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I'm wondering why variables that are declared at the beginning of a function are assigned the form elements and not their corresponding values. For instance...

 

// Get a reference to the form elements:

 

var type = document.getElementById('type');

var years = document.getElementById('years');

 

the program would then go on to check conditions...

 

 

// Convert the year to a number:

if (years && years.value) {

years = parseInt(years.value, 10);

}

 

// Check for valid data:

if (type && type.value && years && (years > 0) )

 

would the following revision be as efficacious?

 

 

var type = document.getElementById('type').value;

var years = document.getElementById('years').value;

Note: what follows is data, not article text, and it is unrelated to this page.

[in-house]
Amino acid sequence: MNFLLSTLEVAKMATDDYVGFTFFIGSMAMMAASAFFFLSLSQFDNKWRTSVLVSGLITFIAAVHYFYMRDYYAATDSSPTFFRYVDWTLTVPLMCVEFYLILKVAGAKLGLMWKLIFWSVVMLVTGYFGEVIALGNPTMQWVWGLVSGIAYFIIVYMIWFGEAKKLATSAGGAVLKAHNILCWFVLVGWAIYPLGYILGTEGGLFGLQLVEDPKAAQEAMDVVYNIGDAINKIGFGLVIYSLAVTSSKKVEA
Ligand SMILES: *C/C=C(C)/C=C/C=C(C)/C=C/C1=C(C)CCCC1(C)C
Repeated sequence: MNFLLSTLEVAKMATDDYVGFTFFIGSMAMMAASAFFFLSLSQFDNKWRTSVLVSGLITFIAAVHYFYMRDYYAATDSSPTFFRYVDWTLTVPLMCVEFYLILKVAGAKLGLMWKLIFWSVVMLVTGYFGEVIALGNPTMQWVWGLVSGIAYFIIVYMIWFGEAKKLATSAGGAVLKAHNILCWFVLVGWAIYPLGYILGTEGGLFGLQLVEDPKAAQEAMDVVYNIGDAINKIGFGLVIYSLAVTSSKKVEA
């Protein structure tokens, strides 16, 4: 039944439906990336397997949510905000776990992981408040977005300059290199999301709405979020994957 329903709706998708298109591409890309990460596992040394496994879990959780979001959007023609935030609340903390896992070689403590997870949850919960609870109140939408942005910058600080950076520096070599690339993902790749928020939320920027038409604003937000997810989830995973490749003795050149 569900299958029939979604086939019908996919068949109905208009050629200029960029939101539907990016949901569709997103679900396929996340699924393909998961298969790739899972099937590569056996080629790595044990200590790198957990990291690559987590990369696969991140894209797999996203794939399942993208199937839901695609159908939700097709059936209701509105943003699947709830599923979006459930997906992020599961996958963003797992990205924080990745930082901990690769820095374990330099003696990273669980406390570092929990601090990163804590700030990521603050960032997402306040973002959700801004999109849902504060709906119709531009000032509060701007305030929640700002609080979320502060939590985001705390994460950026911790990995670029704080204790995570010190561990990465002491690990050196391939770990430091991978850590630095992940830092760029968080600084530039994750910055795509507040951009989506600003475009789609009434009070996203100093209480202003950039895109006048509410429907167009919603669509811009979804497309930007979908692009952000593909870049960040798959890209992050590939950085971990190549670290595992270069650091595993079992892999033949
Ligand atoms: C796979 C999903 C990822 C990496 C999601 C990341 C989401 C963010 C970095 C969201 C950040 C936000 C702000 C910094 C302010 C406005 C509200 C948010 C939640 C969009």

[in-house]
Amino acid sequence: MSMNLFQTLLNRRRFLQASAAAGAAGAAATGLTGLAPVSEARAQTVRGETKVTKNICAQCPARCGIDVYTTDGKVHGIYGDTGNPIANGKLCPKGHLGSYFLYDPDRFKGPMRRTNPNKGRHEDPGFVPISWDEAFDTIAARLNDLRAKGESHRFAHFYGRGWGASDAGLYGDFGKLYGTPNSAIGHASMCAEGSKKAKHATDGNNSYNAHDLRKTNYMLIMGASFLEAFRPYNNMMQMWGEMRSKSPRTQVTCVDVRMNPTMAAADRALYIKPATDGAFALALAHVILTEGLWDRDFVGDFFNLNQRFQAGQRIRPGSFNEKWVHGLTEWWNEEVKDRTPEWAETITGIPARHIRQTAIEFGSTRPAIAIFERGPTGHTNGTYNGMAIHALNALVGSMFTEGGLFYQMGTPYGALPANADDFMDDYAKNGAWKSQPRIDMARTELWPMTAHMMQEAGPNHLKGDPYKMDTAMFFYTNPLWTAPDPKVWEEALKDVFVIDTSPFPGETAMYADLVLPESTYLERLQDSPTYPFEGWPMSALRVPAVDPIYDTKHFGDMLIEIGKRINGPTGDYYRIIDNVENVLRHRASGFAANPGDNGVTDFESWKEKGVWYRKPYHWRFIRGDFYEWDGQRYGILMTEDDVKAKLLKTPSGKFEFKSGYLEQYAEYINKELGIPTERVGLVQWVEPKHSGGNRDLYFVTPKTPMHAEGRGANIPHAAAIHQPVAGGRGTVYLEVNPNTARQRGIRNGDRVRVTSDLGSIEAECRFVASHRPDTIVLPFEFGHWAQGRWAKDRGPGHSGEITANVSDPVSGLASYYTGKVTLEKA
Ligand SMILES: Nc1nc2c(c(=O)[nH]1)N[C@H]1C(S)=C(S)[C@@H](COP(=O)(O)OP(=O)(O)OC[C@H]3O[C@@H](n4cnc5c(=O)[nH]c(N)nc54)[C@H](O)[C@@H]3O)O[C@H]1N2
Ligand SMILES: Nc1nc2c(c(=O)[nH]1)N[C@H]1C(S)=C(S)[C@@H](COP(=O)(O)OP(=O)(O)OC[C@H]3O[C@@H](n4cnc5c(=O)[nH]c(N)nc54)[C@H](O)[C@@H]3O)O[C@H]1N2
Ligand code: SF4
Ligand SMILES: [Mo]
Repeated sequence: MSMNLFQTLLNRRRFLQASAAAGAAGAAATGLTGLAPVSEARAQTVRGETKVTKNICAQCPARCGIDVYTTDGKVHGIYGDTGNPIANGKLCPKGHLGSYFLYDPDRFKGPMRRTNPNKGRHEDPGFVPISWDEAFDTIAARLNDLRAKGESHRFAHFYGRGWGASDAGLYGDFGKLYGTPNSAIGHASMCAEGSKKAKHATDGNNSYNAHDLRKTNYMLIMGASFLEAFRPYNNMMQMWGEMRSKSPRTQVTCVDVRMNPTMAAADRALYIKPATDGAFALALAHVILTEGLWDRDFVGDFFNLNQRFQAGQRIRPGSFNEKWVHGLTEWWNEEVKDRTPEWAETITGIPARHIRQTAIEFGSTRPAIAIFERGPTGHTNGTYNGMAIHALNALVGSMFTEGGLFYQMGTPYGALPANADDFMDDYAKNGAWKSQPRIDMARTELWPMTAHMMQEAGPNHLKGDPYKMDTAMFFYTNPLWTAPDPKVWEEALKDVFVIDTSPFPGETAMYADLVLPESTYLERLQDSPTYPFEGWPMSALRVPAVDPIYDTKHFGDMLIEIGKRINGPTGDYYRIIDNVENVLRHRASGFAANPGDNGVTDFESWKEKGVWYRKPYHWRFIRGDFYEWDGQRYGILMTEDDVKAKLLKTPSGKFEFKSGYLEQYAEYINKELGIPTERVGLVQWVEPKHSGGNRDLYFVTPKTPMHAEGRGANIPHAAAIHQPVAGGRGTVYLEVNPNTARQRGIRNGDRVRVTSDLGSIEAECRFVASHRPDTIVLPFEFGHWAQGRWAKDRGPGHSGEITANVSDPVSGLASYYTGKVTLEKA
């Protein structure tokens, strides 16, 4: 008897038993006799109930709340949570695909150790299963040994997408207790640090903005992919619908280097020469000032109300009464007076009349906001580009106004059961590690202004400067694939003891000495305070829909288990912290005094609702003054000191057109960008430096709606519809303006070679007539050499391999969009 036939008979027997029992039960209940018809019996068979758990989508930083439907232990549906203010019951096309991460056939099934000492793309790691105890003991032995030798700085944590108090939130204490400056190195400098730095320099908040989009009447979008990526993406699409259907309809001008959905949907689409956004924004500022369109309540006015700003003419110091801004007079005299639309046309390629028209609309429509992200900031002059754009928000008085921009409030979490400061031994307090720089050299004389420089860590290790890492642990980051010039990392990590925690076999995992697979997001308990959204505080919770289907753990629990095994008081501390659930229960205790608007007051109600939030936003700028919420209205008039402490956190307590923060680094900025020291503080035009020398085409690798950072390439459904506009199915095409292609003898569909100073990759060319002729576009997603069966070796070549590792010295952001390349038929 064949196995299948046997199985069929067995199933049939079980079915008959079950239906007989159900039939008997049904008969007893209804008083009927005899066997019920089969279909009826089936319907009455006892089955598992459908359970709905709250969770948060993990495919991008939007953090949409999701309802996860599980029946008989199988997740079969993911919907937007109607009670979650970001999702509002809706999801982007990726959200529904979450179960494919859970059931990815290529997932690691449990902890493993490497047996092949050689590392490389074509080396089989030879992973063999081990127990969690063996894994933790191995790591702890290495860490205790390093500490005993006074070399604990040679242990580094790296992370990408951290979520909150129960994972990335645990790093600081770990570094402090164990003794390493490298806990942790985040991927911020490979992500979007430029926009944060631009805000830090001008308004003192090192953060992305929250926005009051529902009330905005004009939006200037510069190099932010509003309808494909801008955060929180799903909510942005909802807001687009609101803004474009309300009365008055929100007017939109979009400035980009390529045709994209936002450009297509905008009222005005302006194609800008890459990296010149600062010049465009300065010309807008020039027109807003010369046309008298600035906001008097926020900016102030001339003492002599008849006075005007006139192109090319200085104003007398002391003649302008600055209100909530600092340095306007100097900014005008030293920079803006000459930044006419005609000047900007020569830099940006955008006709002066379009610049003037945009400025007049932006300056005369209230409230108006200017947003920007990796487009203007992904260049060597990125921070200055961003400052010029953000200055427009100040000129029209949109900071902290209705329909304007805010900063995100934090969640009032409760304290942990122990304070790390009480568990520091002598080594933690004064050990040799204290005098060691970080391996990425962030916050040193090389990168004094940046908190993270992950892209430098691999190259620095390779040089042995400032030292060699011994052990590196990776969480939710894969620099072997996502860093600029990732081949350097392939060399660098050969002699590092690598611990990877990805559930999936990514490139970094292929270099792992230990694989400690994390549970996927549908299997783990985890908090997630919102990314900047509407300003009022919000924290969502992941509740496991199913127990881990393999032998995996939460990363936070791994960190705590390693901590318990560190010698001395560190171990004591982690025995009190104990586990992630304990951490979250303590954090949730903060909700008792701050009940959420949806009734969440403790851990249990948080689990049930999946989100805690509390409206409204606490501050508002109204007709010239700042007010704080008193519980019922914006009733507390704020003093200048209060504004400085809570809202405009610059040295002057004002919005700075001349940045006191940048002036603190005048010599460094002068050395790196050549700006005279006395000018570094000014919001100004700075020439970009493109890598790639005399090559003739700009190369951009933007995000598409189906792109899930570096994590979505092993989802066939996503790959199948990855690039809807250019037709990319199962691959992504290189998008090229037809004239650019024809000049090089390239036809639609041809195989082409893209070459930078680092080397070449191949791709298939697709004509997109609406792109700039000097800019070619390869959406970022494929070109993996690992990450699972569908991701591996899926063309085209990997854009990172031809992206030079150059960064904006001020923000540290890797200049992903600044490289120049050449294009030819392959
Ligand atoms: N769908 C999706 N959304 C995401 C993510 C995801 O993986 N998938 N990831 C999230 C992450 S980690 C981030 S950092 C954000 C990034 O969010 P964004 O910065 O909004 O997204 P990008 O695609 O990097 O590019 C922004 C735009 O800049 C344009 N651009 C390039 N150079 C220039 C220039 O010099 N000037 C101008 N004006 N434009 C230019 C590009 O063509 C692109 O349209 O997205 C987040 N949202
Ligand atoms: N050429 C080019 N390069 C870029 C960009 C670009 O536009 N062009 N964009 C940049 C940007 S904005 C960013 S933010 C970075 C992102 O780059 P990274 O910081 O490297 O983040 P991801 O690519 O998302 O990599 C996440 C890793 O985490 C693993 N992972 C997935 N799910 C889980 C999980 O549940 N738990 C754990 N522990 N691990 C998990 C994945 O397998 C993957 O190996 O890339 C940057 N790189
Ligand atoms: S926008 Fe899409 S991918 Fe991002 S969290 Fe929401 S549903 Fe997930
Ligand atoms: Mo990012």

Chris

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Your suggestion is not wrong, but also not recommended. By assigning a reference to a DOM element to a variable, you can first test whether the DOM element exists at all, which is a good idea.

 

For example, if an element with the ID "years" does not exist, then trying to assign the value of such an element immediately to a variable will cause an error.

 

Also, it never hurts to assign a DOM reference to a variable, as you never know if you'll need the DOM reference again (and searching through the DOM twice for the same element is a waste).

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